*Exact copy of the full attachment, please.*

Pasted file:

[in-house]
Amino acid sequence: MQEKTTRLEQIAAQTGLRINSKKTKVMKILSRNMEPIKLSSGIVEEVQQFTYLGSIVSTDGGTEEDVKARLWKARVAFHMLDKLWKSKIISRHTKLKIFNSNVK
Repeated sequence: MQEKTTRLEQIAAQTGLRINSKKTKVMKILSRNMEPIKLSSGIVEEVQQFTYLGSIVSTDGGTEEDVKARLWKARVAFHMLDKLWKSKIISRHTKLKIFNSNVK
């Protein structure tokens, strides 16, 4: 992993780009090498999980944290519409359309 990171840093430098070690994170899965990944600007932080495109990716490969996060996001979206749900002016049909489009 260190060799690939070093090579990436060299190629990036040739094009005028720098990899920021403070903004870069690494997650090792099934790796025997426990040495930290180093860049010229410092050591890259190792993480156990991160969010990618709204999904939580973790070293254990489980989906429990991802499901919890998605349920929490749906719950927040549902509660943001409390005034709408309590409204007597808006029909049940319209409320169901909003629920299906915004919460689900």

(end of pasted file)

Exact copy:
[in-house]
Amino acid sequence: MQEKTTRLEQIAAQTGLRINSKKTKVMKILSRNMEPIKLSSGIVEEVQQFTYLGSIVSTDGGTEEDVKARLWKARVAFHMLDKLWKSKIISRHTKLKIFNSNVK
Repeated sequence: MQEKTTRLEQIAAQTGLRINSKKTKVMKILSRNMEPIKLSSGIVEEVQQFTYLGSIVSTDGGTEEDVKARLWKARVAFHMLDKLWKSKIISRHTKLKIFNSNVK
């Protein structure tokens, strides 16, 4: 992993780009090498999980944290519409359309 990171840093430098070690994170899965990944600007932080495109990716490969996060996001979206749900002016049909489009 260190060799690939070093090579990436060299190629990036040739094009005028720098990899920021403070903004870069690494997650090792099934790796025997426990040495930290180093860049010229410092050591890259190792993480156990991160969010990618709204999904939580973790070293254990489980989906429990991802499901919890998605349920929490749906719950927040549902509660943001409390005034709408309590409204007597808006029909049940319209409320169901909003629920299906915004919460689900």